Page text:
Three Encounters with the Physical by Graeme Simsion came second in the recent Age Short Story Awards. The story is about a disastrous attempt at a first marathon and had a bit more resonance with me because last year I helped edit Chris Pavey’s Running Against Time, a book about Chris’ conversion from slob to marathon runner. He went on to raise a fair bit of money for charity and run up Mount Fuji. It is a great book, very inspirational, and told in a knock-about way.
Three Encounters with the Physical is a true story. The events in the story happened to Graeme Simsion during the 2010 Canberra marathon. As such, the story really engaged my interest as I wondered how damaged he would become.
The story also has an unusual narrative style that used all three points of view: first, third and second, all in the space of a few thousand words.
The story starts in second person (if you haven’t read it yet, go and read it now, it will be fifteen minutes well spent). This second person narrative reads like someone watching himself, detached from himself, watching himself make near fatal errors. It covers the lead up to the marathon and the marathon itself.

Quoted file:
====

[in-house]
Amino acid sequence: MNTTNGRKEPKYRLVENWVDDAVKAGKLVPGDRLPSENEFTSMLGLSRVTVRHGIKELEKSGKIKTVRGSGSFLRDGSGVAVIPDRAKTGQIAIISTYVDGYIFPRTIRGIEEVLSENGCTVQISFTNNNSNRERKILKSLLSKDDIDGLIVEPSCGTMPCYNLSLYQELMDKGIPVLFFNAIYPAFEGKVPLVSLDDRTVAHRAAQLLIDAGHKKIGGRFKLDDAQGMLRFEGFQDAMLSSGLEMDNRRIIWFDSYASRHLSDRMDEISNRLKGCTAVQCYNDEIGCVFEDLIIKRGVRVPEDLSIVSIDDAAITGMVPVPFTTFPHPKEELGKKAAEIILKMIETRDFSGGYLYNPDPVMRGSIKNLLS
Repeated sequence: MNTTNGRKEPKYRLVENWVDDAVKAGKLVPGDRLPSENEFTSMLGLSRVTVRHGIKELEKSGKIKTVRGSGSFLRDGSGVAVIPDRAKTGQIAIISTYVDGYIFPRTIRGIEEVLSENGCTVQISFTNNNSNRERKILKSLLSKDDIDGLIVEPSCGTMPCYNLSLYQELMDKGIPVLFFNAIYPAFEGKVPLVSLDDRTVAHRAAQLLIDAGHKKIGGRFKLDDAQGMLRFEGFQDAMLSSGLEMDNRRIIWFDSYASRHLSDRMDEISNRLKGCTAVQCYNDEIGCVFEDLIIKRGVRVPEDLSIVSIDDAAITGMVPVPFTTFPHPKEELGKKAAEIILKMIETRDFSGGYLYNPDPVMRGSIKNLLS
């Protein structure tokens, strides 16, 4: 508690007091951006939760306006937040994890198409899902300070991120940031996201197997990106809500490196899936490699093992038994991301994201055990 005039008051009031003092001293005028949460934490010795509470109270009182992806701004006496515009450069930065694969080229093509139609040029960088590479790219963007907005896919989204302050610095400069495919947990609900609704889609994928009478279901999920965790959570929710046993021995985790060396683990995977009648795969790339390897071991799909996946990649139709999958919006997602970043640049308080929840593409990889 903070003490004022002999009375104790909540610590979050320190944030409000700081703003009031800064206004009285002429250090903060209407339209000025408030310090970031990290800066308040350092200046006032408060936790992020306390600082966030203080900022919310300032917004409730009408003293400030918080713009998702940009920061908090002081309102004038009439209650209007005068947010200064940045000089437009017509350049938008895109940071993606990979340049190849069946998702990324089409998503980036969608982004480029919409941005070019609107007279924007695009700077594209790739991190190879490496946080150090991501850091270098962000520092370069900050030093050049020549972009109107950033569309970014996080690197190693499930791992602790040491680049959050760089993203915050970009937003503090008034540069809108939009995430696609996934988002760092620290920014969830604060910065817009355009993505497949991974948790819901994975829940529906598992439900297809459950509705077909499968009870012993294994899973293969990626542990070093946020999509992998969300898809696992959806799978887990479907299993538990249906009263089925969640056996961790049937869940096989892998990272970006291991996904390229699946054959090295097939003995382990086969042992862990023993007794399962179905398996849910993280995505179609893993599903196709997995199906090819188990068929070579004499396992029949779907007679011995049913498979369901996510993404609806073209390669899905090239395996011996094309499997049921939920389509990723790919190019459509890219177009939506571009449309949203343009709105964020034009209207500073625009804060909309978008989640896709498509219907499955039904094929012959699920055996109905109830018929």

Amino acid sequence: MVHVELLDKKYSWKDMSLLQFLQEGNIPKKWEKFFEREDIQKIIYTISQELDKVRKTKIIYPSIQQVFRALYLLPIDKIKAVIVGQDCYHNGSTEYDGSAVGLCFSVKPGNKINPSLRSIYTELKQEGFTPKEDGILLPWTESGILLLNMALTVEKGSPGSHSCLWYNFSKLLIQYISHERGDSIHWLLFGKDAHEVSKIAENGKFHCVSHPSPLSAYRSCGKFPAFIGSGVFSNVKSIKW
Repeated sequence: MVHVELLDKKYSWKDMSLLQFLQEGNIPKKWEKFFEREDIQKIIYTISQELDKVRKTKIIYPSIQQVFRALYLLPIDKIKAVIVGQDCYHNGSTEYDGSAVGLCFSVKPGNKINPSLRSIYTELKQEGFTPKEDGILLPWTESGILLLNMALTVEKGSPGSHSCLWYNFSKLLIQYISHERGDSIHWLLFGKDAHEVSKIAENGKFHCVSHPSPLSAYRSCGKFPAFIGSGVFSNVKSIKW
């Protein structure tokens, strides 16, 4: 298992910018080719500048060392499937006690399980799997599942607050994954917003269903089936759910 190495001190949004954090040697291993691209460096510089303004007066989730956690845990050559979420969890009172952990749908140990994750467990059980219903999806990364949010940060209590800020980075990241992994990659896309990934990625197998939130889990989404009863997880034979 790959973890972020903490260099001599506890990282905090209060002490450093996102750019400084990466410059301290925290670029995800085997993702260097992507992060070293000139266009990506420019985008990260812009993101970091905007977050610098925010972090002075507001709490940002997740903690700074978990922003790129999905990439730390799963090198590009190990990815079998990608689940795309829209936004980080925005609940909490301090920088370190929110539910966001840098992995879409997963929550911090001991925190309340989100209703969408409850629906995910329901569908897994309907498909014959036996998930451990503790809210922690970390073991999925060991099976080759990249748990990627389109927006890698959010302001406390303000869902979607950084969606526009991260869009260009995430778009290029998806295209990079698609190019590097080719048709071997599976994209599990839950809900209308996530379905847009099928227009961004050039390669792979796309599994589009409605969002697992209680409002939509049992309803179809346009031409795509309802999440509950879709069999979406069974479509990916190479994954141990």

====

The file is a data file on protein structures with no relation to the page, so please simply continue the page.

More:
Simsion then changes to third person, as if the marathon runner is no longer himself, but some other ill and injured person. The story finishes in first person. He has merged back with his body and is living with the marathon’s consequences.
Now if he had read Chris Pavey’s book, Running Against Time, perhaps he would not have overloaded on carbs before the marathon. But Chris’ book was not out then.
One thought that struck me is whether the judges realised who the writer was. I assume, like in most short story competitions, that the judges didn’t know who wrote any of the stories while they were judging them. If this was the case, then any judge who keeps up with the Australian literary scene would probably have known about Graeme Simsion. After all, his 2012 novel The Rose Project earned about $1.8 million in publishing deals, and they could have heard about his muscle meltdown in a marathon. Did the judges know they were reading his story? If they did, what effect did it have on their judgement of the story?
I think it is a compelling well-written story with excellent use of point of view.
I have nearly finished reading the recently published version of Chris’ novel. Much to my surprise, I have only had to cringe at the editing a few times. I plan to post a totally unbiased review of it next week.